This is actually the Eightfold Path of Buddhism:
And then it goes back to Right View. The path is actually not a list of steps, but a list of factors. You are supposed to follow the path all at once from moment to moment and it’s actually very simple. Just watch things, let them be, and don’t let them overtake you. This is something that can be done moment to moment, day to day, week to week, and so on.
You can actually apply it to all phenomenon, not just things like anger or sadness. However, applying it to everything isn’t attractive to everybody because it actually means not indulging in life, which people can’t give up. If you want to reach Nirvana, apply the path to everything (including happiness, pleasure, etc). But if you just want to deal with negative emotions, just apply it to negative emotions. It’s your choice, just know that you get the most benefit out of it by applying it to everything.
This “letting go” is a way of meditating. The Eightfold Path is a meditation instruction manual, basically. So when you meditate, the method described in this post is what you use. It gives you insight, virtue, and calmness.
In the modern world, spirituality has become something powerful. But regardless, people are living normal lives, just decorating it with spiritual qualities such as sacred geometry, meditation, religious concepts, and “self realization”. You can look on the internet and see people saying that “you aren’t your body, you are your consciousness” or something along those lines. This is pseudo spirituality.
First, to give a little background: the Buddha taught that the 5 aggregates (form, feeling, perception, formations, consciousness) are all not self and are empty of it, and that includes consciousness. But he also taught that they’re all insubstantial. In the case where somebody says “consciousness is my self”, that’s a perception and an idea. It’s insubstantial and has truth to it.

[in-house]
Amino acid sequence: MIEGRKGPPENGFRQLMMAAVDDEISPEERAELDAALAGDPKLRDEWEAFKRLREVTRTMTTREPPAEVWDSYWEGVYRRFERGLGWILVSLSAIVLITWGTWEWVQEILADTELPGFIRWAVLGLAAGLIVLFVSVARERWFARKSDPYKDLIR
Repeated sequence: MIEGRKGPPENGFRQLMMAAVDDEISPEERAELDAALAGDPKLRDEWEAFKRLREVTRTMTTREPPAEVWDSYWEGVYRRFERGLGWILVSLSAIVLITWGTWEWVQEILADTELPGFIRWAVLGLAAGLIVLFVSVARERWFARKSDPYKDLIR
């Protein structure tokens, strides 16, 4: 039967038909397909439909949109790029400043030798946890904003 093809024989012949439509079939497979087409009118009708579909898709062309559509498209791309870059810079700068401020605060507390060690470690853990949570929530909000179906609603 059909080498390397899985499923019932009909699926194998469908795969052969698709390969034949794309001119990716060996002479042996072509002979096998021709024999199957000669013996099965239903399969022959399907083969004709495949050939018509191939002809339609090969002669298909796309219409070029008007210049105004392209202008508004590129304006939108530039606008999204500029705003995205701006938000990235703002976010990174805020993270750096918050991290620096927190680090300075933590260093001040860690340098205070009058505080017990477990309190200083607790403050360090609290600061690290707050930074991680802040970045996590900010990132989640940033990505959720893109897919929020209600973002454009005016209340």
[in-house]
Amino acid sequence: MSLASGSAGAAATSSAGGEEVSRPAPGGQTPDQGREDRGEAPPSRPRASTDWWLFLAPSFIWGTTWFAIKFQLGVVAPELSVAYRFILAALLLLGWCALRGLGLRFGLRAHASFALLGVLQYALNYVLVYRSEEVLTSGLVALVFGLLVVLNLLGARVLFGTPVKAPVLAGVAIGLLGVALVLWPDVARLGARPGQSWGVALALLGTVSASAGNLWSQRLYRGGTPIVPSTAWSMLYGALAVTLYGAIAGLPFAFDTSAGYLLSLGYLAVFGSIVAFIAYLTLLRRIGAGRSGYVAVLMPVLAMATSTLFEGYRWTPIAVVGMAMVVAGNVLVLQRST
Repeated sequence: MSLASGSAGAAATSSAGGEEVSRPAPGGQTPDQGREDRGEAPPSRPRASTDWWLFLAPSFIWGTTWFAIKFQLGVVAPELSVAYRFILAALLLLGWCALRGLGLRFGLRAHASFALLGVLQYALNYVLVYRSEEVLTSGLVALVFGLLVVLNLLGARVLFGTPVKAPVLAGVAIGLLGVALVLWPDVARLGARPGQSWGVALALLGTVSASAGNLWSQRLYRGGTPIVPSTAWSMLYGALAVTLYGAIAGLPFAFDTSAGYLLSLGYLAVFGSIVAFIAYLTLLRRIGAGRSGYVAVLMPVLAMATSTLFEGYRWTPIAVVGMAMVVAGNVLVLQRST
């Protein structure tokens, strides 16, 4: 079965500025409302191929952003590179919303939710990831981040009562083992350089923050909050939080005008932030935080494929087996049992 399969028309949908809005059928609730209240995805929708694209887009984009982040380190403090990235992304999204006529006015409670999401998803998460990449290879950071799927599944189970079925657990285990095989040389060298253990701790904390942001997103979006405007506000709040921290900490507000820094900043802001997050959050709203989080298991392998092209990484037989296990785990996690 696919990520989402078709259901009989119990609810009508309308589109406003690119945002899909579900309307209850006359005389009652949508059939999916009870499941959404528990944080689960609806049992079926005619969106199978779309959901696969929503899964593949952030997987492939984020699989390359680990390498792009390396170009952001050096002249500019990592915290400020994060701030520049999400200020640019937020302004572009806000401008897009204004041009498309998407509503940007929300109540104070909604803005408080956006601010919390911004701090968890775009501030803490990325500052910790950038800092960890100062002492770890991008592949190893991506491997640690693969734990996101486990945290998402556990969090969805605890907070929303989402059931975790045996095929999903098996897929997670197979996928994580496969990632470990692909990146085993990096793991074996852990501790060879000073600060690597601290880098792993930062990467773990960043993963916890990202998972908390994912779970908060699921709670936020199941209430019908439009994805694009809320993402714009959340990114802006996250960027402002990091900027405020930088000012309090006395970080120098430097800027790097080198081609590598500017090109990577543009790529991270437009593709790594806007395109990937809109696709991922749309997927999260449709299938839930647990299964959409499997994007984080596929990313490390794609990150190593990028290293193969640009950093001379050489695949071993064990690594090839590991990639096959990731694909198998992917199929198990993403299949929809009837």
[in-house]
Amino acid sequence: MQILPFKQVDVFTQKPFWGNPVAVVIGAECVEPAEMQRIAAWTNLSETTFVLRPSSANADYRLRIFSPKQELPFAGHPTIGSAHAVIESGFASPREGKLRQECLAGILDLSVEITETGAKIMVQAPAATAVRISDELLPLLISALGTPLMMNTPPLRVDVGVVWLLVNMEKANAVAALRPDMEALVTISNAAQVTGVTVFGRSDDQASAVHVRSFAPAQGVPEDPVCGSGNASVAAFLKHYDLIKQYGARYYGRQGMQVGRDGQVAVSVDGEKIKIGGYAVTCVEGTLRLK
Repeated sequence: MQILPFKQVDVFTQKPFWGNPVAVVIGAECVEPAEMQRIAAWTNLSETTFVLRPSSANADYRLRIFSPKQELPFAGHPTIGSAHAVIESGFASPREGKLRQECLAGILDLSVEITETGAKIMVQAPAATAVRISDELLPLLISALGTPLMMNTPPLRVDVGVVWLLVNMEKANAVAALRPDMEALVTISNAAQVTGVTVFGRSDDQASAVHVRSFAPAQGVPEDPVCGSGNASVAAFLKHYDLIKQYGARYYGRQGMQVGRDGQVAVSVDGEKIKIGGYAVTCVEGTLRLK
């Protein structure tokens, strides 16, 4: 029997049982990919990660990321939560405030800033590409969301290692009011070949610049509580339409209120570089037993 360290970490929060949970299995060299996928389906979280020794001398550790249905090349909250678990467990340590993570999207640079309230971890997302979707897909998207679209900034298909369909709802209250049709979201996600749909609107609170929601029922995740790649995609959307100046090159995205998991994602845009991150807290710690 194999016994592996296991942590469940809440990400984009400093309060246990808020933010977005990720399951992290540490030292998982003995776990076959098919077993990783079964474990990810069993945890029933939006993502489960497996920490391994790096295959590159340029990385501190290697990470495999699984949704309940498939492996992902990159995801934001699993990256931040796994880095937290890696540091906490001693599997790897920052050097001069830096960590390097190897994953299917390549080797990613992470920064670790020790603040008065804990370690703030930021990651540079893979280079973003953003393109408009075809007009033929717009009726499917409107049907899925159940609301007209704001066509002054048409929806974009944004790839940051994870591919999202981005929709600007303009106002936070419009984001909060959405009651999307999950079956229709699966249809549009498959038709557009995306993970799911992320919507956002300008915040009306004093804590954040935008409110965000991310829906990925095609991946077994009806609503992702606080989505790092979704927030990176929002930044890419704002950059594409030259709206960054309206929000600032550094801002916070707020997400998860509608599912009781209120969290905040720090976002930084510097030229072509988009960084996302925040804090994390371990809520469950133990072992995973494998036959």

As humans, we hold many beliefs about the world. But some people think that religions are the only kind of “belief”. Really, opinions and viewpoints are beliefs as well.
Religions are the kind of belief which belongs to a lot of people and has to do with reality — what it is, where it came from, etc. It tends to involve metaphysical claims. People who have these beliefs never experienced their beliefs for themselves (e.g. God’s creation of the Earth or Buddha’s first discourse), they only know about these things intellectually and take them on faith — which, by the way, is trust or confidence and can apply to anything (“I have faith that so and so will win the race!”). If people experience something, then there’s no need for beliefs. If I crash my car, there’s no reason to believe that, I know it. But (this is for the Buddhists) I do believe that there was a “car” and “impact”.
How does this apply to atheism? Very easily. Some people think it’s too simple to be true. But what do atheists believe? To be an atheist is to deny the existence of a God. They believe that there is no God. Just like some religions believe that there is a God. How simple is that? But Atheists have never experienced the absence of a God. How could they any way? It’s impossible for them to know what “absence” of god is like if they’ve never experienced a “presence” of God. But, this also applies to theists, it’s just flipped around. You can’t know what the presence of God is like if you’ve never experienced the absence of God. Only when you experience two polarities can you understand their differences. Otherwise, you only have a constructed idea of what it’s like. In the above cases, people believe in their ideas.